I am hopeful during this month that celebrates humor and ushers in thoughts of tulips and green everywhere, I will reignite my pilot light so that I can really get cooking. For me, that means feeling content and joyful for myself again – something that seems to have frozen over this winter – and then putting that positive, bright vibe out to the masses so that others can get lit.  (Let me explain: I hope to share a light feeling so that others feel lit up with happiness, joy and levity. Wild Turkey and Jameson can get people lit but that’s not exactly what I mean. Although I am Irish and German so I’m not opposed to getting lit … just don’t drive, text or Facebook while under the influence.)

What I look forward to in the coming month specifically to help me reignite my light is:

•Teaching an 8-week improv class at The Vintage Theater in Scranton. I’m excited about sharing this art form with other like-minded, creative, imaginative people. I look forward to introducing them to improv games and techniques that will have them laughing and helping others to laugh, but more importantly the techniques will teach them to be more comfortable thinking on their feet; listening to others’ ideas; accepting others’ ideas; building something as a team; and being free to think, act and explore their creativity from toe to head.

•Warmer weather that will make it more comfortable and fun to run outdoors with more smiles and less clothing. It has not been easy or fun training for the Scranton Half Marathon that I will run on April 6. Although I ran my first full marathon in October, it feels like all of that training has been erased with a few months of hibernation.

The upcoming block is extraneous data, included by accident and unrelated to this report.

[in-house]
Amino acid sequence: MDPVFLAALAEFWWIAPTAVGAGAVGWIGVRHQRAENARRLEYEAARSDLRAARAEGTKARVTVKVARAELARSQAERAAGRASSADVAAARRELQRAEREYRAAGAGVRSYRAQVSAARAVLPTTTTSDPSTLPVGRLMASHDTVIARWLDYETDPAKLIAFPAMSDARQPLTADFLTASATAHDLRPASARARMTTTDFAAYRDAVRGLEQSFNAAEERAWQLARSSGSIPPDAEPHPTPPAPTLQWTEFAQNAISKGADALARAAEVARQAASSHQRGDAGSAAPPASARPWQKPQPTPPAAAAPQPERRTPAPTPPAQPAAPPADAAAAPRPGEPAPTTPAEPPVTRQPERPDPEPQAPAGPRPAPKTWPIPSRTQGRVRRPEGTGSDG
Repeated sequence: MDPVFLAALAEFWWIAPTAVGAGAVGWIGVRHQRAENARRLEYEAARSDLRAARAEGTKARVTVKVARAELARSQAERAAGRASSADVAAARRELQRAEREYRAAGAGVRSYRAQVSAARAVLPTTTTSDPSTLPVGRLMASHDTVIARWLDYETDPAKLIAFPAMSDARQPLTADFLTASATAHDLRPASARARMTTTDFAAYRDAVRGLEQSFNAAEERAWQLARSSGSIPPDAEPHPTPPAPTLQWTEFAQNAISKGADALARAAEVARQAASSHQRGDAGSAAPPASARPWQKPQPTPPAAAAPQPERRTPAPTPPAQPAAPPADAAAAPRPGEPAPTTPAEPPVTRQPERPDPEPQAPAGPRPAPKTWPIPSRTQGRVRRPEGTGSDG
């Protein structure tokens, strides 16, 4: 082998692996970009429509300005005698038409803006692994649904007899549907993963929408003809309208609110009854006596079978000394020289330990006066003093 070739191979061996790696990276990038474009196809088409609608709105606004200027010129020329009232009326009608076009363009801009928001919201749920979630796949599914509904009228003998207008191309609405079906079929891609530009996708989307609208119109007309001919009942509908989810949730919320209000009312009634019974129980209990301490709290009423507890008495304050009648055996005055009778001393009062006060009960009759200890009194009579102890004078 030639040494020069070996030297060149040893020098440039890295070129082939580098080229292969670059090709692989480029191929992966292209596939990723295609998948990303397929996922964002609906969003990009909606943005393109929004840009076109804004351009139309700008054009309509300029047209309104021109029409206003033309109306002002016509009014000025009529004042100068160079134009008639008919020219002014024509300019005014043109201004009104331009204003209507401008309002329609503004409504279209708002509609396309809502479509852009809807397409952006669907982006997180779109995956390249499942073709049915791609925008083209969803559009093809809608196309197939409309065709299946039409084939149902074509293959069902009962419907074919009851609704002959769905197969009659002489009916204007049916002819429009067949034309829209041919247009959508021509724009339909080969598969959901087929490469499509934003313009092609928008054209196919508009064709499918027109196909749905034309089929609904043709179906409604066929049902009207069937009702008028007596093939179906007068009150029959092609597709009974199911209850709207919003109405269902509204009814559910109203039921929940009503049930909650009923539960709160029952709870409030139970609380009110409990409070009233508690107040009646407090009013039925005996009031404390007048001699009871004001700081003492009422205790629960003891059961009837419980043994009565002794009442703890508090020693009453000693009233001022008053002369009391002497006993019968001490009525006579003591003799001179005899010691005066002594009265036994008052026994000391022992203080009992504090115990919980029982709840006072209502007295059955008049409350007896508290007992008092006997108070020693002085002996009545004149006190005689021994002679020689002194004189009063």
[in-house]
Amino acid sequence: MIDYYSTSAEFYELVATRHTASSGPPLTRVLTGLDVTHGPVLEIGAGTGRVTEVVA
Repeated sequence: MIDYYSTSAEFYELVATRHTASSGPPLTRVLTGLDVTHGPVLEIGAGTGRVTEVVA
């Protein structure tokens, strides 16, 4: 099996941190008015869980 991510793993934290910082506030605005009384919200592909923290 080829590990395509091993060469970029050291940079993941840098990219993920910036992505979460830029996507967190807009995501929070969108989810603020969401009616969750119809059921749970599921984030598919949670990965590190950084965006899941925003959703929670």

•Flowers. I especially like the smell of lilacs because they remind me of childhood when I would take flowers from our lilac bush, put them in a cup in front of my Blessed Mother statue to pay tribute to her during the month of May (it’s a Catholic thing that is about showing honor and respect to the Virgin Mary, Jesus’ mom).

• Birds chirping outside my window. Although it’s sure to mean the return of my nemesis, the pesky squirrel, I will  break out the ladder to start my routine of filling the “squirrel-proof” bird feeder (yeah right, they treat it like it’s a jungle gym and they’re rehearsing for Squirrels’ Cirque du Soleil the way they swing on it, reaching inside the feeder with their dirty little paws). I love hearing and seeing all of the birds gathering in the tree that’s easy to view from the window in my kitchen, TV room and office upstairs.